Three days later in Paris, Lorraine, now speaking in Russian, meets with Bremovych, who addresses her as "Comrade Satchel". Bremovych, having learned from Percival there is more to Satchel than he had previously known, orders his men to kill her. Lorraine kills his henchmen. Then, speaking with an American accent, she tells Bremovych she always fed him misinformation to manipulate the KGB. Then she kills him. She and Kurzfeld return to America with The List. In their conversation, it is implied Lorraine is actually a triple agent and had been working for the CIA all along.


In addition, Sam Hargrave and Bill Skarsgård make brief appearances as MI6 agent James Gascoigne and as Lorraine's East German contact and presumed CIA ally Merkel, respectively. Daniel Bernhardt also played a strong thug working for Bremovych who fights Lorraine several times.


An adaptation of the graphic novel The Coldest City was announced in May 2015.[5] Described by Variety as a "Passion Project" for Theron, she first came across the story five years prior, when her production company Denver and Delilah Productions was sent the then-unpublished graphic novel.[6] Theron's interest in the first John Wick movie inspired her to get David Leitch, one of the directors, to helm the project.[7] Leitch eventually left John Wick: Chapter 2 to direct the film.[8] According to Theron, the success of Mad Max: Fury Road helped guide the development of Atomic Blonde.[9] The film features a bisexual subplot that was not in the original book. This came from writer Kurt Johnstad, who suggested it after Theron was "thinking about how do you make this different from other spy movies".[10] Leitch has insisted that the scenes are not there to be "provocative", but "more about if you are a spy you will do whatever it takes to get information" and how the main character "find[s] her intimacies and her friendships in small doses".[10]

Theron's casting as the lead was announced in May 2015,[5] while James McAvoy was announced that October. In November, John Goodman was reported as also being in talks to join the film.[11][12] It was originally hoped that David Bowie would play a part in the film, although he turned down the offer shortly before his death.[13] To prepare for the role, Theron worked with eight personal trainers, who "basically made [her] puke every single day". During the process, Theron cracked her teeth from clenching her jaw and had to get them fixed in surgery.[14] She also bruised a rib during her training.[15] As Theron's training for the movie overlapped with Keanu Reeves' training for John Wick: Chapter 2, the two developed a competitive relationship, which included sparring together.[16]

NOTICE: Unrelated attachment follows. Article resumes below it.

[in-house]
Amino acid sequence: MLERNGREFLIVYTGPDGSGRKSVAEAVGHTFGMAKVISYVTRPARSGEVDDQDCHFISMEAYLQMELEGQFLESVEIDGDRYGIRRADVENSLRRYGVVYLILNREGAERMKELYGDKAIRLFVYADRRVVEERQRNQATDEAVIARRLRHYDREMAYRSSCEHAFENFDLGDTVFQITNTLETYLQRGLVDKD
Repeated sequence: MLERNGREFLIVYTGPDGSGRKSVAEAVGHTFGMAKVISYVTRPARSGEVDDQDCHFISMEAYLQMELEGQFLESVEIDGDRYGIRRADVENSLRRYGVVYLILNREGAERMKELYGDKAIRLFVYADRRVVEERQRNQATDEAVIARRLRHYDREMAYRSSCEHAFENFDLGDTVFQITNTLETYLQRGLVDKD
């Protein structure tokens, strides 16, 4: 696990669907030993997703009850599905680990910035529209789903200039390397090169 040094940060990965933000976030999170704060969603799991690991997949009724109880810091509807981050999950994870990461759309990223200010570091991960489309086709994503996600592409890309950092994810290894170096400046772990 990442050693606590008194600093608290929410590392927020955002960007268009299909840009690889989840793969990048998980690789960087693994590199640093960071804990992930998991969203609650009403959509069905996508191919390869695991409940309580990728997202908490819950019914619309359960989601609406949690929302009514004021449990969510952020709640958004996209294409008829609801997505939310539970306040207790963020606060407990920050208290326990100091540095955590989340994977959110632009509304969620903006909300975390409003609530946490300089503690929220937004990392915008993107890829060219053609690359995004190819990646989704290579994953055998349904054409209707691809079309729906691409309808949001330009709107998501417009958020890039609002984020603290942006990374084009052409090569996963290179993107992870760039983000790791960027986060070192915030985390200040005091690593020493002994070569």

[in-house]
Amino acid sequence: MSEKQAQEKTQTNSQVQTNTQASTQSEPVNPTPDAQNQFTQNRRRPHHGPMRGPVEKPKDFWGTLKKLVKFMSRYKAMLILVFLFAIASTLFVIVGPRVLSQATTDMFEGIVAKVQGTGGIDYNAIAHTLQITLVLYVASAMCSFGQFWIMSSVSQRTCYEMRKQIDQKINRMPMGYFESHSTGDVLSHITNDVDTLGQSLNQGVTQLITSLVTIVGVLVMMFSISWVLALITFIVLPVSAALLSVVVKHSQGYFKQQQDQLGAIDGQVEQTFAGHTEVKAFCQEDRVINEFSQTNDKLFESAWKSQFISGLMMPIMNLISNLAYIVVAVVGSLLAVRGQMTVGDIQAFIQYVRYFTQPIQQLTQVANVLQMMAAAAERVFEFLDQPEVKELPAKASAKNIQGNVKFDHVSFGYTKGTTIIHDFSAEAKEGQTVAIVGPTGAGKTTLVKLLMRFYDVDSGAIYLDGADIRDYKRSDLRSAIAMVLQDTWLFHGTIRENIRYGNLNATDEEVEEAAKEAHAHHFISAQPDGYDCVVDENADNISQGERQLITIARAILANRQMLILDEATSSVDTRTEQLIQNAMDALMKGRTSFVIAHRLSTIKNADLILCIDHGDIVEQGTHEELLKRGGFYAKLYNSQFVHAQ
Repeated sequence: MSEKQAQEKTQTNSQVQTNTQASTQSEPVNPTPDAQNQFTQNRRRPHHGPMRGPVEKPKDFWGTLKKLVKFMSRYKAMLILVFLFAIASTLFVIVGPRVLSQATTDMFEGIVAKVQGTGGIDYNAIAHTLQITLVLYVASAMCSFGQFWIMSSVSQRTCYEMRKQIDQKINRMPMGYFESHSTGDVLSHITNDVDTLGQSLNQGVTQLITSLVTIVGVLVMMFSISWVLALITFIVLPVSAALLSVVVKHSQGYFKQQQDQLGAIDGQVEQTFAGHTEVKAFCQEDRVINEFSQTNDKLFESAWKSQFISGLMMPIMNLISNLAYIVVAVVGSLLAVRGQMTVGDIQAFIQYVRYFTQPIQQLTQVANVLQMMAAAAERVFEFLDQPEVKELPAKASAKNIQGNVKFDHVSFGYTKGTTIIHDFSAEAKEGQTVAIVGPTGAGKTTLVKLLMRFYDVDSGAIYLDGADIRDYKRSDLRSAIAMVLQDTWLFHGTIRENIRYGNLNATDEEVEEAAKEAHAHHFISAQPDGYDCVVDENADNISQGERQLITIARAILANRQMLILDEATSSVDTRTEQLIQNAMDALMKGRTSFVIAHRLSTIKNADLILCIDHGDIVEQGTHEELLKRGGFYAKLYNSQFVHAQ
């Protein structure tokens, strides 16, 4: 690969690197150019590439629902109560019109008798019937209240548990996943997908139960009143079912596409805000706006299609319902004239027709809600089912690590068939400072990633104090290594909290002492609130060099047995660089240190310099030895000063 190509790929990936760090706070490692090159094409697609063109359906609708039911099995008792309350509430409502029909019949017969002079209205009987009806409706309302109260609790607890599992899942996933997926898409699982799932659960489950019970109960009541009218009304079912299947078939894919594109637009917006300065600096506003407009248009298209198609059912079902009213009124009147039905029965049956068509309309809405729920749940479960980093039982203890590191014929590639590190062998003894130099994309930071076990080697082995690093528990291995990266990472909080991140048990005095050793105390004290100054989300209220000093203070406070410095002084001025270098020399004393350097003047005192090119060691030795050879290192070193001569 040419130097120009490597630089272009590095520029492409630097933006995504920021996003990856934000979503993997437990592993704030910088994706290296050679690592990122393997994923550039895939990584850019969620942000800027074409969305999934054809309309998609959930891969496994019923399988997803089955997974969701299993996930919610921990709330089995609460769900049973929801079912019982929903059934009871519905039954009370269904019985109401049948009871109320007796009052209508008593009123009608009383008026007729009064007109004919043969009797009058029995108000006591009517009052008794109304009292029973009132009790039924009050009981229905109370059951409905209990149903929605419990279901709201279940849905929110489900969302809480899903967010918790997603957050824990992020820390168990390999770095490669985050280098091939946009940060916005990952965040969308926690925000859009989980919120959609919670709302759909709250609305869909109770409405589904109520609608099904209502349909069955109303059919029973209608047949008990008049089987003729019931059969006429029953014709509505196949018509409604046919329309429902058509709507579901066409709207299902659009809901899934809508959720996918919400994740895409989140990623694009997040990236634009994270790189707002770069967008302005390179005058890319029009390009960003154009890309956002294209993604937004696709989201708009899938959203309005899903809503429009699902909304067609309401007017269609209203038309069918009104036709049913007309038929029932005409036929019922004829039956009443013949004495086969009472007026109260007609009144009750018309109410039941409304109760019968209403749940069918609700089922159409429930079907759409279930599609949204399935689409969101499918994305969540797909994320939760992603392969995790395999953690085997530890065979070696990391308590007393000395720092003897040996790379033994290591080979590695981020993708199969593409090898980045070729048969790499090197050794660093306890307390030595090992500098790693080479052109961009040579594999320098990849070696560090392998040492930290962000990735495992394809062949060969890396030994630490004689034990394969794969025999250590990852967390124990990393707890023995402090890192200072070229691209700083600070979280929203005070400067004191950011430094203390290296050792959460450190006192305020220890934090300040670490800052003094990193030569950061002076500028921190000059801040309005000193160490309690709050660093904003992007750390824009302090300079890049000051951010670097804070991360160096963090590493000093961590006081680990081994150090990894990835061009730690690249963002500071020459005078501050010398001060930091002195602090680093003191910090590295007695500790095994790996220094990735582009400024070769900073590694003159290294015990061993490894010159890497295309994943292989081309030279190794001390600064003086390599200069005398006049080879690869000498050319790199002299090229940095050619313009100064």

Principal photography on the film began on November 22, 2015, in Budapest,[17] and later moved to Berlin.[8]


Atomic Blonde: Original Motion Picture Soundtrack
Soundtrack album by
ReleasedJuly 28, 2017 (2017-07-28)
LabelBack Lot Music

From the start, Leitch felt that using the right songs for the project was crucial. Part of this was attempting to answer the question "How do you reinvent this stuffy Cold War spy movie?"[18] The soundtrack uses a combination of 1980s songs as well as covers of them. The latter were used to add "a contemporized feeling of the '80s". The movie's producers were initially worried that they would not be able to get the rights to all the songs that Leitch wanted to use,[18] but Leitch himself estimated that around 75% of his picks made it into the final product.[19] Though the Berlin Wall fell in 1989, the concentration of iconic songs was from the first half of the 1980s, with the exception of George Michael's 1988 chart-topping "Father Figure", which itself was Leitch's second choice after the 1986 release "Take My Breath Away" by Berlin.[20]

Track listing
1."Killer Queen Covered"Calista Garcia3:18
2."Cat People (Putting Out Fire)"David Bowie9:24
3."Major Tom (Völlig losgelöst)"Peter Schilling4:58
4."Blue Monday"HEALTH7:29
5."C*cks*cker"Tyler Bates1:47
6."99 Luftballons"Nena3:51
7."Father Figure Covered"Ryal5:03
8."Der Kommissar"Robert Ponger & Falco3:53
9."Cities in Dust"Siouxsie and the Banshees4:03
10."The Politics of Dancing"Re-Flex3:56
11."Stigmata"Marilyn Manson and Tyler Bates5:36
12."Demonstration Extended mix"Tyler Bates6:23
13."I Ran (So Far Away)"A Flock of Seagulls5:06
14."99 Luftballons"Kaleida3:53
15."Voices Carry"'Til Tuesday4:18
16."London Calling"The Clash3:20
17."Finding the UHF Device"Tyler Bates2:49

Other songs in the film, but not included in the soundtrack:[20]

1."Blue Monday 1988 [12" Version]"New Order 7:09
2."Fight the Power"Public EnemyHank Shocklee, Carl Ryder, Eric Sadler5:23
3."Behind the Wheel"Depeche Mode 5:17
4."Kack Zukunft"Ausschlag 2:00
5."As Time Goes By"Nicki Parrott 4:02
6."Fastidious Horses"Vladimir Vysotsky 5:38
7."Under Pressure"Soviet Space Dogs 3:58


In May 2015, Focus Features acquired distribution rights to the film.[21] It was initially scheduled to be released on August 11, 2017,[22] before being moved up to July 28, 2017.[23] The film had its world premiere at the South by Southwest on March 12, 2017.[24]


Box office[edit]

Atomic Blonde grossed $51.7 million in the United States and Canada and $48.3 million in other territories, for a worldwide total of $100 million, against a production budget of $30 million.[2]